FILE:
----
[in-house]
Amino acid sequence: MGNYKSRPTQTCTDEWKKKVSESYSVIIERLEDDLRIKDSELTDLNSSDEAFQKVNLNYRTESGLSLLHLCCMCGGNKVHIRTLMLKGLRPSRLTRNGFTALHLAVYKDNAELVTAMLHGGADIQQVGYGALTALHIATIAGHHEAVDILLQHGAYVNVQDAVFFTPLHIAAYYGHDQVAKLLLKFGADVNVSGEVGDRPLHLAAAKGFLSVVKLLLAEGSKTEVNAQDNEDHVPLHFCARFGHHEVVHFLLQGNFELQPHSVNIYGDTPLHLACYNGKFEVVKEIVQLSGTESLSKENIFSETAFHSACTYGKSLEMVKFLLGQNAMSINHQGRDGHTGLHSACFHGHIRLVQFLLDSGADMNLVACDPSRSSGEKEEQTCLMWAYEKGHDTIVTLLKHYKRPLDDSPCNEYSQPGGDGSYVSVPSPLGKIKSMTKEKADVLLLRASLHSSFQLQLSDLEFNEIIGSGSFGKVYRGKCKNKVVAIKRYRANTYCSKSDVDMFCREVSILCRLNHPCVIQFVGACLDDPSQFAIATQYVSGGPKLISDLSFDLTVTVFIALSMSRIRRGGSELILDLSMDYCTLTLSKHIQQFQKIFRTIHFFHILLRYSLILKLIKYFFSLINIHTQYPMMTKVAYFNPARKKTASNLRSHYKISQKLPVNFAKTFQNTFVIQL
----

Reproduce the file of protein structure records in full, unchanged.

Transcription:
[in-house]
Amino acid sequence: MGNYKSRPTQTCTDEWKKKVSESYSVIIERLEDDLRIKDSELTDLNSSDEAFQKVNLNYRTESGLSLLHLCCMCGGNKVHIRTLMLKGLRPSRLTRNGFTALHLAVYKDNAELVTAMLHGGADIQQVGYGALTALHIATIAGHHEAVDILLQHGAYVNVQDAVFFTPLHIAAYYGHDQVAKLLLKFGADVNVSGEVGDRPLHLAAAKGFLSVVKLLLAEGSKTEVNAQDNEDHVPLHFCARFGHHEVVHFLLQGNFELQPHSVNIYGDTPLHLACYNGKFEVVKEIVQLSGTESLSKENIFSETAFHSACTYGKSLEMVKFLLGQNAMSINHQGRDGHTGLHSACFHGHIRLVQFLLDSGADMNLVACDPSRSSGEKEEQTCLMWAYEKGHDTIVTLLKHYKRPLDDSPCNEYSQPGGDGSYVSVPSPLGKIKSMTKEKADVLLLRASLHSSFQLQLSDLEFNEIIGSGSFGKVYRGKCKNKVVAIKRYRANTYCSKSDVDMFCREVSILCRLNHPCVIQFVGACLDDPSQFAIATQYVSGGPKLISDLSFDLTVTVFIALSMSRIRRGGSELILDLSMDYCTLTLSKHIQQFQKIFRTIHFFHILLRYSLILKLIKYFFSLINIHTQYPMMTKVAYFNPARKKTASNLRSHYKISQKLPVNFAKTFQNTFVIQL